THE BEST PROMOS
- Ladies in Lavender.
- Runtime:104 min
- Release Date:2013-11-30 02:09:50
- Director: Charles Dance
- Genres: Drama, Music, Mystery, Romance
MOVIE REVIEW:Ladies in Lavender.
"If music be the language of love, play on"- Very true statement you
I wasn't expecting to like Ladies in Lavender, but being a lover of
both Maggie Smith and Judi Dench, I knew I had to see it. And you know
what? I loved it, admittedly it is very slow and perhaps the ending a
little abrupt, but essentially it is beautifully-acted, directed and
rendered, that I actually found very moving.
First of all, I loved how it was filmed. The setting is old fashioned,
but it is exquisite to look at as well. Some parts are like looking at
a watercolour painting, seeing how picturesque it all was. The scenery
was sumptuous and the costumes gorgeous. And the music from Nigel Hess
was utterly amazing, some of the melodies played on the violin is close
to heart rending. Although the violin can play sinister and devilish
pieces like Danse Macabre, it also works bringing to life poignant
works like Meditation from Thais and Tchaikovsky's Melody. The music
composed I think was one of those elements that made the film so
touching, it was extremely beautiful.
The direction from Charles Dance, who acted so well in Bleak House, is
subtle, and this allows each actor to bring their character and the
sophisticated screenplay to life. The story is nimbly told, about the
upheaval and yearning when a handsome young man(with a catch-he can't
speak English) is found washed up on the beach, and goes into very
subtle emotional regions.
And the cast is exceptional. Maggie Smith doesn't get as much screen
time as Dench, but she gives a very strong performances as always as
the voice of reason. Judi Dench is also exceptional in a difficult role
as Ursula, and Daniel Bruhl is indeed handsome as the handsome stranger
Andrea. The supporting cast were outstanding as well, Natascha
McElhone, David Warner and Miriam Margoyles give suitably deft
performances and it works for this sort of film.
Overall, very beautiful and touching, particularly worth seeing for the
acting and the music. 9/10 Bethany Cox
*** This review may contain spoilers ***
I'm not sure exactly what I'm "spoiling", because there isn't really a
surprise ending, but I just want to cover my bases. I was attracted to
this movie first, because it has Judi Dench and Maggie Smith, playing
sisters. These two ladies are THE GRANDE DAMES of British Theater. The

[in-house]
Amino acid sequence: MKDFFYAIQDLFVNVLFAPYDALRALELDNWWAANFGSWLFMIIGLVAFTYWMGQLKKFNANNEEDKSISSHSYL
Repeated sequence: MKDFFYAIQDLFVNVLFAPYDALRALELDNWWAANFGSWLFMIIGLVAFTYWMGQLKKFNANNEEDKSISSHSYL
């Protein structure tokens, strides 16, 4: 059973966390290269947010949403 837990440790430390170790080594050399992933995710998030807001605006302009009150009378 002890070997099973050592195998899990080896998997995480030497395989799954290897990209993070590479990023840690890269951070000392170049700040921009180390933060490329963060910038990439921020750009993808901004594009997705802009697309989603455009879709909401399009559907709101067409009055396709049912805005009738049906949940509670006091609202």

setting is the Cornwall coast, the period is late 1930s. A young,
Polish man washes ashore (the reason/cause is never explained), he's
not quite drowned, has a broken ankle and they decide to nurse him back
to health, not knowing he doesn't speak English. Judi Dench's character
immediately connects to him, although there is a vast age difference.
He begins to pick up the language and exposes the talent of playing the
violin like a virtuoso. A visiting neighbor, Olga, played by Natascha
McElhorne hears him playing and is drawn to him like a moth to flame.
But her interest is in his talent with the violin. She is an artist,
her brother is a famous Russian violinist. She wants the sisters to
convey her interest in his talent, but they hide that fact from him.
Eventually, Olga and the young man meet and she spirits him to London
to meet her brother. The young man then becomes famous and the two
sisters return to normal life at their Cornwall home. I really enjoyed
this movie and would recommend it to anyone that enjoys two SOLID
performances by two great actresses.
This film is about two elderly sisters' lives being turned upside down
after they found an ailing young man on the beach.
"Ladies in Lavender" is a captivating film. It is very strong in both
story telling and in acting. Both Judi Dench and Maggie Smith did
excellent in portraying love and jealousy. It is amazing that by just
one look on the face, you can tell how the characters are thinking. The
story telling is subtle by the acting is so direct. "Ladies in
Lavender" draws me, captivates me and touches me. I think this film
deserves a wider audience. It is a pity, that many people may not give
this film a chance because they think the target demographic is towards
the older generation.
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